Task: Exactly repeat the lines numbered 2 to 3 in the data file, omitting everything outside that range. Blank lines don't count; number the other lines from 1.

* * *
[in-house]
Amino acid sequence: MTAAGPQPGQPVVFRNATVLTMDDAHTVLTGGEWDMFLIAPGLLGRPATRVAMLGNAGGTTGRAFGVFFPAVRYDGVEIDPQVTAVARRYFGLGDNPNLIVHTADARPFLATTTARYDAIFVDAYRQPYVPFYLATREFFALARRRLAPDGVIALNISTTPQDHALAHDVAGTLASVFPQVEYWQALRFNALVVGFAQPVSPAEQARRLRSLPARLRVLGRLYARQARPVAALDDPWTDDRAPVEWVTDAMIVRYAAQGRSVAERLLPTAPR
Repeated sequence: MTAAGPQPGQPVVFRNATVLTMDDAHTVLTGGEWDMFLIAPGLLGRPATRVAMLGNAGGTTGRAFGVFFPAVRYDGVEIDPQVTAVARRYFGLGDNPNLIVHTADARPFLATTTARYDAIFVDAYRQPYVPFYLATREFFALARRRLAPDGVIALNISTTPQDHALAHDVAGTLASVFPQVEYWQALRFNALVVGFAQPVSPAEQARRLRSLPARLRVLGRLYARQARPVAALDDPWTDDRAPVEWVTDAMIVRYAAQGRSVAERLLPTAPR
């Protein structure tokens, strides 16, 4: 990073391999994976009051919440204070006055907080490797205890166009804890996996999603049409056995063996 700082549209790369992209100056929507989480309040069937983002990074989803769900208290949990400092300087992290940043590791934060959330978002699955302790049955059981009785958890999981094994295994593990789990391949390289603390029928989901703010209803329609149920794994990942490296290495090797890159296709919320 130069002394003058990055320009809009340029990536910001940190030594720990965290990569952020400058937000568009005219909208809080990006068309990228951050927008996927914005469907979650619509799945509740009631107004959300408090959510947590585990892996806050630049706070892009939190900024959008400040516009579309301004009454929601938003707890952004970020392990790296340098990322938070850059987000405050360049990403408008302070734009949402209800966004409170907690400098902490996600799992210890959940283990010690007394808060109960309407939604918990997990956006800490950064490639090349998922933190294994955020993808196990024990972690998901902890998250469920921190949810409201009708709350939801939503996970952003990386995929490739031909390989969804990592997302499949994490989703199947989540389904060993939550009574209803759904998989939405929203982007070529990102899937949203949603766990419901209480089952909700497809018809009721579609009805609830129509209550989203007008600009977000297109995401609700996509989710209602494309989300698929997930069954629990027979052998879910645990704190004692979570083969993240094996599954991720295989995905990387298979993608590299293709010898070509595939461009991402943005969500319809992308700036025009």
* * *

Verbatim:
Amino acid sequence: MTAAGPQPGQPVVFRNATVLTMDDAHTVLTGGEWDMFLIAPGLLGRPATRVAMLGNAGGTTGRAFGVFFPAVRYDGVEIDPQVTAVARRYFGLGDNPNLIVHTADARPFLATTTARYDAIFVDAYRQPYVPFYLATREFFALARRRLAPDGVIALNISTTPQDHALAHDVAGTLASVFPQVEYWQALRFNALVVGFAQPVSPAEQARRLRSLPARLRVLGRLYARQARPVAALDDPWTDDRAPVEWVTDAMIVRYAAQGRSVAERLLPTAPR
Repeated sequence: MTAAGPQPGQPVVFRNATVLTMDDAHTVLTGGEWDMFLIAPGLLGRPATRVAMLGNAGGTTGRAFGVFFPAVRYDGVEIDPQVTAVARRYFGLGDNPNLIVHTADARPFLATTTARYDAIFVDAYRQPYVPFYLATREFFALARRRLAPDGVIALNISTTPQDHALAHDVAGTLASVFPQVEYWQALRFNALVVGFAQPVSPAEQARRLRSLPARLRVLGRLYARQARPVAALDDPWTDDRAPVEWVTDAMIVRYAAQGRSVAERLLPTAPR